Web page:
As the rising city temperatures have us all yearning for a weekend by the sea, Ain Sokhna is the closest and most relaxing beach resort to head to.
While the coast is an easy 50-minute drive from Katameya, it is important to remember that public transportation is not available. Beach goers with their own wheels can pile in with friends. For the rest of the weekend-hopefuls, there are a few companies that provide fairly affordable car rental services, such as Smart Car Limousine service. Just be careful to get the daily rental rates rather than mileage only– the commute will leave you with a regrettably hefty bill. When exiting and entering the city gates, a 5LE fee is required; a reminder to keep some small denomination change on hand.
Once a sleepy coastline area with nothing but swimming and lounging to occupy your time, Sokhna has recently followed in the trend of vacation marketing by becoming more dynamic, and offering more hotels, more dining options and even water sports such as jet skiing and snorkelling. Water sports are overpriced; Jet Ski and banana boat rentals run for an average of 500LE an hour. It can be tricky finding exactly where to rent; our best advice is to try the beaches of Little Venice and Stella, and ask the attendants standing around the nearest cluster of jet skis about rental and rates (you won’t miss them).
Not traditionally a party town, there has been a recent Capital nightlife import with the opening of Tamarai in Sokhna. Open every second weekend of the month, the venue offers its signature glitz with a bit of beach-party glamour for those looking for more than a quiet bite and a relaxed seaside evening.
For many Sokhna veterans, Cute Café in La Siesta resort has been a long time favourite. Wedged between two mountains on a hill right next to Porto Sokhna, this outdoor eatery is a novelty with its Bedouin atmosphere and delectable grilled entrées. Prices are mid-range (50LE to 100LE per person) and the selection of grilled lamb, beef and chicken is fairly standard. Beware the lethal mosquitoes that emerge at dusk; as the ground-level seating and low tables leave patrons nowhere to hide once the insects attack.
In general, dining options are somewhat limited apart from Wadi Dome’s seafood restaurant Bouillabaisse and Porto Sokhna’s Chili's, Johnny Carino's, Studio Misr and a few others in tow. Note that the food quality in most of these chains suffers slightly at their Sokhna locales, and prices are hiked up ever so slightly– you'll feel the difference when your bill arrives.
If you're in search of shisha, there is Farah Café, also located inside Porto Sokhna. The menu is oriental and the setting is family-friendly, featuring white-curtained swinging tables where you can recline as you watch the stars in the smog-free horizon.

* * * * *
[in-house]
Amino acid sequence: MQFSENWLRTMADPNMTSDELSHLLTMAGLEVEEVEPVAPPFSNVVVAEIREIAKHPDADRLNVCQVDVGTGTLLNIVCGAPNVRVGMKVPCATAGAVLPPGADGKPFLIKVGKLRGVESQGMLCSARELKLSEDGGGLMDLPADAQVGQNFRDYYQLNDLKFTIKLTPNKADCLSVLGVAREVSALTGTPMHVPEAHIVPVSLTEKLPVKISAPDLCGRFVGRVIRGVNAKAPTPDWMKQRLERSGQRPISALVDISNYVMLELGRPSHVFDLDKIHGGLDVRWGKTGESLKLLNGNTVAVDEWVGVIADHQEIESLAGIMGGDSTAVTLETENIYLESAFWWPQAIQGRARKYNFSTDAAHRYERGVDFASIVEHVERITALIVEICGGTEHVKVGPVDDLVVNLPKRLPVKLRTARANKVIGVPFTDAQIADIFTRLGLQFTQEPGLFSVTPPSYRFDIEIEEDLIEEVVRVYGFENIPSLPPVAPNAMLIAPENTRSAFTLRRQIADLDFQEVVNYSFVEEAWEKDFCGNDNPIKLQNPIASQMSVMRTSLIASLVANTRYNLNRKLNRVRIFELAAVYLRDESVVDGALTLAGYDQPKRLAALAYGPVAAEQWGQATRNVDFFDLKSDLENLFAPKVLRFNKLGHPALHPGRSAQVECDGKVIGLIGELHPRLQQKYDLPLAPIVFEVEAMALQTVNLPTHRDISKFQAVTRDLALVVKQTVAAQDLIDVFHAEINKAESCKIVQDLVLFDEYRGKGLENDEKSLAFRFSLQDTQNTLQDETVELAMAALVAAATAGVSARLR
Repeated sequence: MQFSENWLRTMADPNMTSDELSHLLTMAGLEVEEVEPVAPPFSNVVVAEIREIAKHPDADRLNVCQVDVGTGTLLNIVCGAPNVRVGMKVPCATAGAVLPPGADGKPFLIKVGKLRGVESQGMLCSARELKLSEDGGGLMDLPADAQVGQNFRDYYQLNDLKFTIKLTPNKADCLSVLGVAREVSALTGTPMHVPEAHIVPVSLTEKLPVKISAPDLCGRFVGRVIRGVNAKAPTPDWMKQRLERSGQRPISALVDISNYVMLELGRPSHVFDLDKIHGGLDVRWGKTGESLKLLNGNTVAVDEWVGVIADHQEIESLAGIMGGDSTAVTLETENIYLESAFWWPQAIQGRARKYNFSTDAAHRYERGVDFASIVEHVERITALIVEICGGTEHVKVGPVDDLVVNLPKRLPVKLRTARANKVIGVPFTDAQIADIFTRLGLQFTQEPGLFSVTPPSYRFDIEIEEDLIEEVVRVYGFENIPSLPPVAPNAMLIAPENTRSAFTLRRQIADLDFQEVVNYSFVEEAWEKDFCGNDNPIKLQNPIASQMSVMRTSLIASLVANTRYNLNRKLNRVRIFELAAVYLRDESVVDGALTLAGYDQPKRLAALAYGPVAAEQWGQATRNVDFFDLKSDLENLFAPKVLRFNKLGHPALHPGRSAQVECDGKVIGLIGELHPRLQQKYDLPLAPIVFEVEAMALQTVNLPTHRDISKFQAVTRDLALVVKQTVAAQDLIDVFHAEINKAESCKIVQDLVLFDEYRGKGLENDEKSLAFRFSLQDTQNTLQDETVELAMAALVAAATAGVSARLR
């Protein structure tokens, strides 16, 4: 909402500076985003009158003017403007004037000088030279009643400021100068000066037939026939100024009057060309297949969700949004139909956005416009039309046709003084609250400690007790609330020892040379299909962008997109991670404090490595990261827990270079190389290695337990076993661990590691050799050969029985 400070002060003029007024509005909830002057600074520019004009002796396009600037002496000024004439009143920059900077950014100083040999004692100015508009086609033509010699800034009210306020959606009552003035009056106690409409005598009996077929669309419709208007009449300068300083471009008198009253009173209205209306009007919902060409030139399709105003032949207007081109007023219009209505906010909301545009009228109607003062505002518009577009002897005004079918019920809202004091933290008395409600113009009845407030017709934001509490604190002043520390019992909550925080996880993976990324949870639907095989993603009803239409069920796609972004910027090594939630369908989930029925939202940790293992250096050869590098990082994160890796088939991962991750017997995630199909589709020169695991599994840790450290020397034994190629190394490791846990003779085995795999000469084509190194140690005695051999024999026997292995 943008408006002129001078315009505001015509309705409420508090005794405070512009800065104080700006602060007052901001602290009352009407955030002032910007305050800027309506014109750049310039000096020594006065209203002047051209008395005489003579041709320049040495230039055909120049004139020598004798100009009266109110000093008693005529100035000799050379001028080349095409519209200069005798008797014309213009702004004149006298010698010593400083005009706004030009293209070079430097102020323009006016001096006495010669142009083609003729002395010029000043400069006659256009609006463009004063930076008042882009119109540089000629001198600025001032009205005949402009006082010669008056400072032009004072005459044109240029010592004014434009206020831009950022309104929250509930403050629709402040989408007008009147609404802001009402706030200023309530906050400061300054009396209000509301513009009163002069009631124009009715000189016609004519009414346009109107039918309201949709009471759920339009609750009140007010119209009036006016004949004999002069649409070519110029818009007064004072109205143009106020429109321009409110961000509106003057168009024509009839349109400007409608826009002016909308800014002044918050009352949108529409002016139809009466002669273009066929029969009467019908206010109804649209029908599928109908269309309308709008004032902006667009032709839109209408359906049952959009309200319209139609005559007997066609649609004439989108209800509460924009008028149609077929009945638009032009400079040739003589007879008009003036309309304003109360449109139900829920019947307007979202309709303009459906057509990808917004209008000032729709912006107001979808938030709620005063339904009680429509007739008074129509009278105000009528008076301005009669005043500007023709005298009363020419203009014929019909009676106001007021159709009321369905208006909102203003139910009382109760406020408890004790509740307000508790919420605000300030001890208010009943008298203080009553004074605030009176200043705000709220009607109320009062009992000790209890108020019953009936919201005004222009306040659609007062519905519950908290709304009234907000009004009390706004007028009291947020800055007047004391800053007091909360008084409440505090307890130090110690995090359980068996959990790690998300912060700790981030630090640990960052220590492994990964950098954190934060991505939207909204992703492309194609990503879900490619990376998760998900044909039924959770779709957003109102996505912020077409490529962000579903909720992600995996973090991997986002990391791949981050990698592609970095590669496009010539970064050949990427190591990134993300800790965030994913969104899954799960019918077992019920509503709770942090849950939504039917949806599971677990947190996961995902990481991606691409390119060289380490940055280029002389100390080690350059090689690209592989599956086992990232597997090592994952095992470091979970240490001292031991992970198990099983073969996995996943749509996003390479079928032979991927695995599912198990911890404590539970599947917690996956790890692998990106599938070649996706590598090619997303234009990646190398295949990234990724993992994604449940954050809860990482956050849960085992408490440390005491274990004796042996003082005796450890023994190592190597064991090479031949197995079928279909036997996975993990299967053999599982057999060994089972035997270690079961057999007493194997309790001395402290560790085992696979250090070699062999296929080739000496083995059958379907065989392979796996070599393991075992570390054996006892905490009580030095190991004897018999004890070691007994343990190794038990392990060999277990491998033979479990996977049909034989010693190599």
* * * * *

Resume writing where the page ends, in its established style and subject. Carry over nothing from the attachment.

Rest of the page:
While most resorts are exclusive to residents and guests only, Stella di Mare has three hotels: Grand Hotel Ain Sokhna, Golf Hotel Ain Sokhna, and Sea Club Hotel Ain Sokhna all offer luxurious room and board for a price. Basic double room rates run for just under 2000LE at Grand Hotel.
Located inside Little Venice Resort, Jaz Hotel is a recently opened hotel and the first and only boutique hotel in Ain Sokhna. Its 90 rooms are all meticulously decorated, with a spa set to open soon and a prominent golf course. Double room prices begin at 1300LE.
The Mövenpick Hotel (contact the Cairo office by calling 2024182282) and the Ramada Hotel (call 0623290510, -509, -500) are located in the most beautiful part of Ain Sokhna, on a small almost closed-in bay where the sky-blue waters are almost always tranquil and dolphin-sighting is a regular activity. Ramada Hotel offers day use for 250LE, which includes a meal and a room to change and shower in. A single room starts at 600LE per night. While the Mövenpick doesn’t offer day-use, their infinity pool at sunset is an undeniably beautiful experience that makes the near 2500LE per room almost worthwhile.
Las of all, Porto Sokhna offers 47 rooms and two suites. Prices tend to be high; as they are subject to change, so call the reservation hotline at 19115. Its major shortcoming is the fact that you have to cross the road to reach the tiny stretch of a beach, which pales in comparison to the beaches offered at Movenpick, Jaz and the Ramada.
When leaving Sokhna, be sure to fill up on fuel at the nearest station before the toll gates; after which you’ll find nothing all the way until you reach the outskirts of Cairo. Happy Road Trip!